An article that is likely to make the rounds of the science/medical blogosphere (and get the anti-vaccer trolls out of the woodwork):
Researchers long ago rejected the theory that vaccines cause autism, yet many parents don't believe them. Can scientists bridge the gap between evidence and doubt?
Writes Liza Gross in the latest Feature article in PLoS Biology: A Broken Trust: Lessons from the Vaccine-Autism Wars:
Until the summer of 2005, Sharon Kaufman had never paid much attention to the shifting theories blaming vaccines for a surge in reported cases of autism. Kaufman, a medical anthropologist at the University of California, San Francisco, knew that the leading health institutions in the United States had reviewed the body of evidence, and that they found no reason to think vaccines had anything to do with autism. But when she read that scientists and public officials who commented on the studies routinely endured malevolent emails, abusive phone calls, and even death threats, she took notice.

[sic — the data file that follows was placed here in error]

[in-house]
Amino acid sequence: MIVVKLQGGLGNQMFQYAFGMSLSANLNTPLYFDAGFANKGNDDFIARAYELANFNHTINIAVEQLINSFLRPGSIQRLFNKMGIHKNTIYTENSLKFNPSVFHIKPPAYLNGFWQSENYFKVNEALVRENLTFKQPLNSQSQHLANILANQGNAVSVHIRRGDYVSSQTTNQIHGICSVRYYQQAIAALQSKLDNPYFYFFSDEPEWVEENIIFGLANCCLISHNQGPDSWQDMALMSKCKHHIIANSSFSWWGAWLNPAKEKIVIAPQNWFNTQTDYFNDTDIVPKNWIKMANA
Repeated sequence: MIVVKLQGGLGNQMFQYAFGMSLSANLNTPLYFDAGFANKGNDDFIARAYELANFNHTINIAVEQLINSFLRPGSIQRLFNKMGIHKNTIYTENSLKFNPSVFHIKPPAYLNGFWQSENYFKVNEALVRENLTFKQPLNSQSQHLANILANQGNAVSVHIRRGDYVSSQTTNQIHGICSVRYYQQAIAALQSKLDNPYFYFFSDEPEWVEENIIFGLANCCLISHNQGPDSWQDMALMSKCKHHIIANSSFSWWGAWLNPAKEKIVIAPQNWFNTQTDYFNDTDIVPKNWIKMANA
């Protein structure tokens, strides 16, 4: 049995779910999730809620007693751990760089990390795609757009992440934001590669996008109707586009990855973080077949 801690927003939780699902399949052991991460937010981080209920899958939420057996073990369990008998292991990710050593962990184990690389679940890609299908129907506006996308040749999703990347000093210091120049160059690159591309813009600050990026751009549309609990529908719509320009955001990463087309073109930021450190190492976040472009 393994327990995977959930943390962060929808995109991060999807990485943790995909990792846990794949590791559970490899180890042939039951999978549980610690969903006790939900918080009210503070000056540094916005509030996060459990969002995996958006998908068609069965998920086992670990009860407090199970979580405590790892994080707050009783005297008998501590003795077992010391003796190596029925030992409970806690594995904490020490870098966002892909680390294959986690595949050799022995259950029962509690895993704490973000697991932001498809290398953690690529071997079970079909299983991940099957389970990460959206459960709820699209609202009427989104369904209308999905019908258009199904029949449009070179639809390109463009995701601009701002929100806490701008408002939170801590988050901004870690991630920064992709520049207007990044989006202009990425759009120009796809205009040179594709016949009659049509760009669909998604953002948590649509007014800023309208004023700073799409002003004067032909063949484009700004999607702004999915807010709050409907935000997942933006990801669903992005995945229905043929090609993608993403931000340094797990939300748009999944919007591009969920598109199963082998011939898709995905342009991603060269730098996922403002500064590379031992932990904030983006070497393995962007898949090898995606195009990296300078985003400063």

"Hecklers were issuing death threats to spokespeople," Kaufman exclaims, "people who simply related the scientists' findings." To a researcher with a keen eye for detecting major cultural shifts, these unsettling events signaled a deeper trend. "What happens when the facts of bioscience are relayed to the public and there is disbelief, lack of trust?" Kaufman wondered. "Where does that lead us?"
Struck by how the idea of a vaccine-autism link continued to gain cultural currency even as science dismissed it, Kaufman took a 26-month hiatus from her life's work on aging and longevity to investigate the forces fueling this growing divide between scientists and citizens (see Figure 1). She wanted to understand how parents thought about risk and experts, how these attitudes shaped parents' decisions about vaccination, and what the vaccine wars might teach us about the long-term erosion of public trust in science....
Read the whole thing...